A Legacy of Preservation
|Bird watchers enjoy a day on a Connecticut trail. Photo credit: Connecticut Forest and Park Association
Hike a trail in the Connecticut woods and you may be tracing the footsteps of Native Americans who used the same pathway centuries ago. And thanks to the Connecticut Forest &Park Association (CFPA), these trails are being preserved for centuries to come.
The state’s oldest conservation organization, the CFPA maintains and enhances the Blue-Blazed Hiking Trail System, 825 miles of trails that wind their way through every corner of the state, including 100 miles through New Haven County alone.
“The trails are free and they’re all about getting people out doors and connected to the land, which is our mission,” said Executive Director Eric Hammerling.
The outdoors will be celebrated this Saturday and Sunday (June 4 and 5) during Connecticut Trails Day. The annual celebration features more than 200 events in 133 towns.
“We have the largest trails day celebration in the country,” Hammerling said. “Every year we have more events including hikes, walks, runs, biking, orienteering, volunteer cleanups and more.”
Founded in 1895, the CFPA came into being before any state parks or forests existed. Many of the acres now preserved as public parks were first acquired by the CFPA or its board members and given to the state.
It was the efforts of CFPA volunteers that fought a potential gravel pit from setting up operation in Sleeping Giant State Park, preserving one of the most popular scenic hikes in southern Connecticut. The CFPA was also involved with preserving the famous Gillette Castle in East Haddam.
The CFPA is sustained as a membership organization, and also receives funding from corporate sponsorships and grants from area foundations including the Guilford Foundation, the Valley Community Foundation and The Community Foundation for Greater New Haven.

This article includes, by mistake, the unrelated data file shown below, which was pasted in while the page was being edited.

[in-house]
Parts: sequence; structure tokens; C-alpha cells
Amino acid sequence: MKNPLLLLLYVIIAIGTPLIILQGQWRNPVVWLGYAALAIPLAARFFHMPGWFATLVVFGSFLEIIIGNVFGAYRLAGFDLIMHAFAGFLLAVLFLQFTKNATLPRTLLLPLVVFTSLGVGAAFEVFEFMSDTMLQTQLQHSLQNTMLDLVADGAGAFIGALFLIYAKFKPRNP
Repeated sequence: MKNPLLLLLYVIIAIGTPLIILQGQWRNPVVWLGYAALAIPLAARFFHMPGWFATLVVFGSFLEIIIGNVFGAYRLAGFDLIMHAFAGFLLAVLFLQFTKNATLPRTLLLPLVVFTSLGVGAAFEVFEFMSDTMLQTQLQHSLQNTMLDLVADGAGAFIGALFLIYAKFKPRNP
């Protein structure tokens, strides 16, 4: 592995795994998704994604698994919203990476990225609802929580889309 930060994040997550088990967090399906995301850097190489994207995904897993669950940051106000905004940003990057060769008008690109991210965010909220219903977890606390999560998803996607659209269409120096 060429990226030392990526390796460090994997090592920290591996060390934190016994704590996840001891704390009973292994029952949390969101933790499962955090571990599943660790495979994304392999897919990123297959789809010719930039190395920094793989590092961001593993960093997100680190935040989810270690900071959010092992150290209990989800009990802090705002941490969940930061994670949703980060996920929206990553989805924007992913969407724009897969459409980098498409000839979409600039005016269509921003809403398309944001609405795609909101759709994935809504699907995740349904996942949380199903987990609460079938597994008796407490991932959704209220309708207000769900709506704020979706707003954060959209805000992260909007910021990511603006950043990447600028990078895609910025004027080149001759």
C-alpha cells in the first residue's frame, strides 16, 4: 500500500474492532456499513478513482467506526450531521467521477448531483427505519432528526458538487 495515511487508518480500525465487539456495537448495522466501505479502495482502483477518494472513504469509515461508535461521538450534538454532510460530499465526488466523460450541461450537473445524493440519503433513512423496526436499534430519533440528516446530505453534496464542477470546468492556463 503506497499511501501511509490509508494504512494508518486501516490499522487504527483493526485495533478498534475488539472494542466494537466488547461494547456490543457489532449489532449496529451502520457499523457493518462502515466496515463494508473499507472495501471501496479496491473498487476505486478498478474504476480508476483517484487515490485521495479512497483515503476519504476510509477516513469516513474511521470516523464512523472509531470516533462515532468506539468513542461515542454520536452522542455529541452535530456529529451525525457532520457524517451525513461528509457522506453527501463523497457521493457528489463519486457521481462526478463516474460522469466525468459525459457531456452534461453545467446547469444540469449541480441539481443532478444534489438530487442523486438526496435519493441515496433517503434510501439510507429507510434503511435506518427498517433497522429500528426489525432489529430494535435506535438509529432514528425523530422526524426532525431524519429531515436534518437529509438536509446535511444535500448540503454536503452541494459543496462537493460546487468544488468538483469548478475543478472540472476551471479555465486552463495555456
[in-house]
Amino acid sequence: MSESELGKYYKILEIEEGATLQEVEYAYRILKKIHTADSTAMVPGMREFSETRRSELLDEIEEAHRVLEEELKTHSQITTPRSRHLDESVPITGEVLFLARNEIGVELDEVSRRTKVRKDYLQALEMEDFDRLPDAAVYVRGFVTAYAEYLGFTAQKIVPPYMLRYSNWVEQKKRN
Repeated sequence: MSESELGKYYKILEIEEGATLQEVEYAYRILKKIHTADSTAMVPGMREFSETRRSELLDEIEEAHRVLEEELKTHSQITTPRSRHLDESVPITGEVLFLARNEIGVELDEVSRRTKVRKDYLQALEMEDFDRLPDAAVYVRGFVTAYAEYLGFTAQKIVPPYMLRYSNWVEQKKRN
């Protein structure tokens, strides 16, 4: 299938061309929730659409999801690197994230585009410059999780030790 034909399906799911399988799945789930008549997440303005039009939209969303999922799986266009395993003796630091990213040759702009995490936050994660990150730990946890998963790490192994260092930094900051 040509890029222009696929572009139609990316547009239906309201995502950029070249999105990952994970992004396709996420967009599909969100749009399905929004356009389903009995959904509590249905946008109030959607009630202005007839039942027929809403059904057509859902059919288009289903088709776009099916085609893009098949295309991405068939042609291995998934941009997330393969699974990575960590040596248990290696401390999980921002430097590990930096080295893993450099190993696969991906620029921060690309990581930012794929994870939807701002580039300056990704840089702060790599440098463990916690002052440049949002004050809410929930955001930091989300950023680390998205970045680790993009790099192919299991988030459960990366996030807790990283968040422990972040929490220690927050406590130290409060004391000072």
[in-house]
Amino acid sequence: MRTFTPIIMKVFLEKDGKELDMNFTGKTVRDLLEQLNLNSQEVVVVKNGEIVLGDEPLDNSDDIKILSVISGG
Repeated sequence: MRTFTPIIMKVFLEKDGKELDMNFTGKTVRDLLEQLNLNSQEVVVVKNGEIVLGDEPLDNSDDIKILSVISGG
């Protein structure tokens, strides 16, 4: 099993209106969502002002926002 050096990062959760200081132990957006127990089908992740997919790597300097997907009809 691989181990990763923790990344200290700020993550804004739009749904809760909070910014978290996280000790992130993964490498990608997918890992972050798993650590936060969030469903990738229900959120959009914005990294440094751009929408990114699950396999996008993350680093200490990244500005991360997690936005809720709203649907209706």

The CFPA manages a network of about 200 volunteers who maintain trails and work in educational centers. It also advocates for conservation, offers educational programs, and trains teachers on how to incorporate nature projects in the classroom.
The CFPA also acquires land and easements for preservation and works with towns to prioritize land for preservation. Easements protecting more than 2,000 acres from development are owned and managed by the organization.
“Much of what we do today is keep land owners happy and look for opportunities to preserve trails for the long term by acquiring easements. Keeping trail corridors connected is an ongoing challenge,” said Hammerling.
The signature blue blaze that keeps hikers from getting lost was the creation of Edgar Heermance, the CFPA'S first Trails Committee Chair in the 1920s. Heermance, according to Hammerling, staged an informal experiment from his back porch to determine what color could be seen latest into the evening. After testing many different colors, he found that the blaze that lasted longest was the shade of light blue now marking the trails.
“Light blue stands up really well. Now it’s time tested,” said Hammerling.
For more information about this organization, visit its profile on giveGreater.org.
Did you know?
New Haven and Hamden have the distinction of being home to the very first Blue-Blazed Trail in the state – the Quinnipiac Trail, which runs through Sleeping Giant State Park and connects to the Regicides Trail in West Rock Ridge State Park.
This story is part of the Inspiration Monday story series produced by The Community Foundation for Greater New Haven.